For the record, Lawrence’s most appalling performance occurred in Campaign 2000, when he kept calling Candidate Gore a liar right through a dismaying performance on the McLaughlin Group in October 2000. He was a leading dead-ender in the war designed to punish Gore for his connection to the loathed Clinton, who had received those ten blow jobs.

The Iraq war came after that.

Right to the end, Lawrence worked to send George Bush to the White House. Our Dorchester street tough achieved this goal by making up “lies,” lies no one had told.

Wealth and fame may attract the word crowd into the journalism racket! Our own street tough from St. Sebastian’s and Harvard may be the ultimate proof.

Supplemental: A memorable piece of reporting from Mosul!

FRIDAY, MARCH 27, 2015

What hating the others can do:
We saw several pieces of weak reporting in the New York Times this week.

We expect to review a few of those efforts tomorrow. Today, consider some memorable reporting by the Times’ Rod Nordland.

Nordland described some recent events in Mosul. This is the way he began:
NORDLAND (3/25/15): Islamic State militants in Iraq on Tuesday publicly stoned a man and woman to death on charges of adultery, parading the victims in a public square in the northern city of Mosul, according to witnesses and an Iraqi military official.

Later in the day, the militants publicly beheaded three young men on a street in central Mosul, accusing them of being the nephews of a political opponent of the Islamic State, also known as ISIS or ISIL.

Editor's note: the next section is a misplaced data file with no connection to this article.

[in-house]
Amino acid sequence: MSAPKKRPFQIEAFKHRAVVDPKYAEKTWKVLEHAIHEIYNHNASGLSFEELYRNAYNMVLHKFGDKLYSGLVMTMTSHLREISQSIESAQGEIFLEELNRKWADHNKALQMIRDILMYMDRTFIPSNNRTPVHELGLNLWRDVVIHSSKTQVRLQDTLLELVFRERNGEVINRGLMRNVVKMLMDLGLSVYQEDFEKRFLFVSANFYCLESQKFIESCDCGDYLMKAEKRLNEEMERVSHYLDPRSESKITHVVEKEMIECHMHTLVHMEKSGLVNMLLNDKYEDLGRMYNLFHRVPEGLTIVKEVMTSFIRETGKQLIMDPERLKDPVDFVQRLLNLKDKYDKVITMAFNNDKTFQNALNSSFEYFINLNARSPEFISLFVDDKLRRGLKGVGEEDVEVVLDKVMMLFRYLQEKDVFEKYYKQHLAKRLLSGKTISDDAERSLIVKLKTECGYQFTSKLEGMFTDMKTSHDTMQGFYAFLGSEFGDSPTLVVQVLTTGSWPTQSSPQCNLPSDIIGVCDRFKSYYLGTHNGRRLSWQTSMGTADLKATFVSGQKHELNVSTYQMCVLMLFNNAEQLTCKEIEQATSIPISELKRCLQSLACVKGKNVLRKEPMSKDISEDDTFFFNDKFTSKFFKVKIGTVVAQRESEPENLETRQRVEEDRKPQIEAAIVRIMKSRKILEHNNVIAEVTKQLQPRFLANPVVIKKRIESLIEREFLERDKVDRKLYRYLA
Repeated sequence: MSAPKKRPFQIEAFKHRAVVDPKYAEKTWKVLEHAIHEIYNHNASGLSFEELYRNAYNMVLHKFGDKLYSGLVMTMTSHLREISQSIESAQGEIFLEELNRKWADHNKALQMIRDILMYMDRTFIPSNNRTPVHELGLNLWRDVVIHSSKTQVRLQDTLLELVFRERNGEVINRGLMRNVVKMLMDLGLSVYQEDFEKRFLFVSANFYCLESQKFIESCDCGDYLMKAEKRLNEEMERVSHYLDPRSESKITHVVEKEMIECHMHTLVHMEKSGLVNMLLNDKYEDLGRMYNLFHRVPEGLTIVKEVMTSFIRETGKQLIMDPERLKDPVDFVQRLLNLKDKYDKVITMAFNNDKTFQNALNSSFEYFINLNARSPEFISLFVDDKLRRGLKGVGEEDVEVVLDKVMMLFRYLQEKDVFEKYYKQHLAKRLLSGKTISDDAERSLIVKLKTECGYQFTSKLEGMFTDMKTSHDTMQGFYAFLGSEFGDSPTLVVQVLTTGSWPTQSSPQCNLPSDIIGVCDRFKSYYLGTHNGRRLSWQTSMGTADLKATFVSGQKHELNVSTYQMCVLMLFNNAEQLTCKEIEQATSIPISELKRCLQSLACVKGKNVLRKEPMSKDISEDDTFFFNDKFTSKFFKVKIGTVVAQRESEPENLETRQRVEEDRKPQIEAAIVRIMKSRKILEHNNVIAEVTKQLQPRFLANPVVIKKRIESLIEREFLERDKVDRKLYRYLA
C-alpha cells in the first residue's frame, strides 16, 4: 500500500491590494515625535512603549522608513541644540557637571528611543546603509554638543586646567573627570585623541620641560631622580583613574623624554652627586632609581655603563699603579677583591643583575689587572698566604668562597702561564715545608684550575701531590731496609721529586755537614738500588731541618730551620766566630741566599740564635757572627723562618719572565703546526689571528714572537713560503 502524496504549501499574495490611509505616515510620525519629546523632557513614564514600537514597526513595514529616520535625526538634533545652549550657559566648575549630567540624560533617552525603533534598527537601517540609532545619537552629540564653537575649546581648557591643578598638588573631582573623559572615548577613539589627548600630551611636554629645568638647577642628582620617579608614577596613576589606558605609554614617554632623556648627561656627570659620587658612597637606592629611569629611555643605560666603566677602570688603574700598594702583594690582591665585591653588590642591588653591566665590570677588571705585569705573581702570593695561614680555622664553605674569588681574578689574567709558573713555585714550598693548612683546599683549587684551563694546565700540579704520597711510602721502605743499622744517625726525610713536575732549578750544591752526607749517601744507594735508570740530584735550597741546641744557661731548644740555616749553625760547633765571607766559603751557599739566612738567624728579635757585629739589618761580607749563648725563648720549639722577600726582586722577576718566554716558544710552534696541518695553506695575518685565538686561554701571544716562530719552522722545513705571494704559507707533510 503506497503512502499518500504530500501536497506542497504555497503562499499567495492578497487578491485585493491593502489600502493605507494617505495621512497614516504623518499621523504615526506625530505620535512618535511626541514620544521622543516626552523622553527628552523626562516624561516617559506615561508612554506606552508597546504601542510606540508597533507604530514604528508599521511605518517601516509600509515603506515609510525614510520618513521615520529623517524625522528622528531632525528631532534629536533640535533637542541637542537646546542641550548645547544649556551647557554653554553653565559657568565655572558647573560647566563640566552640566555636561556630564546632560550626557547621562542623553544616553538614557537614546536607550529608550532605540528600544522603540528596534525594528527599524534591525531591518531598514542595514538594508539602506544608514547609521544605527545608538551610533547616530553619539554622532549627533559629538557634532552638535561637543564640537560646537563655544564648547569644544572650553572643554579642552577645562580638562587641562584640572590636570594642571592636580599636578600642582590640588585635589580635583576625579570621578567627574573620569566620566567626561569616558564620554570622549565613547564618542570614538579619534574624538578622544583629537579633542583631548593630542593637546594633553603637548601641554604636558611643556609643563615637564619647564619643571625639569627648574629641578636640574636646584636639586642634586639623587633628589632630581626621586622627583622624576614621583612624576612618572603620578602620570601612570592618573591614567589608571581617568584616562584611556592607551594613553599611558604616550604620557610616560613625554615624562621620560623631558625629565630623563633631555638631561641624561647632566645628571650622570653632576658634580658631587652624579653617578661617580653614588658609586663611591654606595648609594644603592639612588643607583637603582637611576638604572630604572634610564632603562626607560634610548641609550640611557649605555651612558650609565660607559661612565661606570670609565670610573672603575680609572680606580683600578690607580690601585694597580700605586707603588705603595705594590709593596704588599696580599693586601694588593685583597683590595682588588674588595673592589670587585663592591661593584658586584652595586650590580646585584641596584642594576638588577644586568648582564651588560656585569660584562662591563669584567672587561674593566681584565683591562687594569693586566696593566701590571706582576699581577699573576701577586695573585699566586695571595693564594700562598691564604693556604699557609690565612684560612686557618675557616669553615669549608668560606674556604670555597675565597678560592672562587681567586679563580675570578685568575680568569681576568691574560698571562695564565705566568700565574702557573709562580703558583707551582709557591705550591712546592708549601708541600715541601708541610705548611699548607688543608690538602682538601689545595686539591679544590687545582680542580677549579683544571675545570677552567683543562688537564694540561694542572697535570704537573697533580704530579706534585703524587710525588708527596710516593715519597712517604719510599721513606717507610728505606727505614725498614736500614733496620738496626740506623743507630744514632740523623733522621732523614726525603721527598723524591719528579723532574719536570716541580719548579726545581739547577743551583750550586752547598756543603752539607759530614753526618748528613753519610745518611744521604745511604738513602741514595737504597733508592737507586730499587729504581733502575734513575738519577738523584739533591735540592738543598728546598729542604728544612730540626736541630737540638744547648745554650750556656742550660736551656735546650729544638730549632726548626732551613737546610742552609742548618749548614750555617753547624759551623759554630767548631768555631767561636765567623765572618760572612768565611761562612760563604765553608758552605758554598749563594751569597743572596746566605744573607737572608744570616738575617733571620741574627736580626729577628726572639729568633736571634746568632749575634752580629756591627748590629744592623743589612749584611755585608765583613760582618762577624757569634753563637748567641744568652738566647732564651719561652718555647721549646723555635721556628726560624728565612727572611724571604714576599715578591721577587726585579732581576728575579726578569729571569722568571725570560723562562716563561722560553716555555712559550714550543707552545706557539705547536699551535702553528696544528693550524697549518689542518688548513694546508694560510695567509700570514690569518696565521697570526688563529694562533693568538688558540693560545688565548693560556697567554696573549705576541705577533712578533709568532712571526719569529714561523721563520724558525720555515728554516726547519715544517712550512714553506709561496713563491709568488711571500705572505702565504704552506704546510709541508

They were the latest in a series of public executions of people accused of social offenses in the city, which the militants wrested from Iraqi control last June.

The stoning victims, who were not identified, were in their 20s, witnesses said. The woman was described as being married. It was not known whether they had been given a trial, but none was held in public.
Accused of being nephews! Meanwhile, let’s not forget to parade our victims in the square. Hatred of the others can be a very powerful force.

Empathy may be less powerful, at least in the moment. We were struck by this account from an eyewitness who described himself as helpless:
NORDLAND: Another witness said he had tried to record video of the execution on his cellphone but was ordered by the militants not to do so.

“I was moved by the crying of this woman, who started bleeding and then died from the stoning,” said the witness, Saad, who gave only his first name out of concern for his safety. “I was standing there helpless. The government has left us as captives in the hands of ISIS, who make all kinds of crimes in the city. The more I see their crimes, the more I hate them and realize they have come to carry out a paid agenda to destroy the city and its history and civilization and to defame the image of Islam.”
He was moved by the crying, but helpless.

We humans! We’re strongly inclined to hate the others. We thought this remarkable bit of reporting deserved a second look.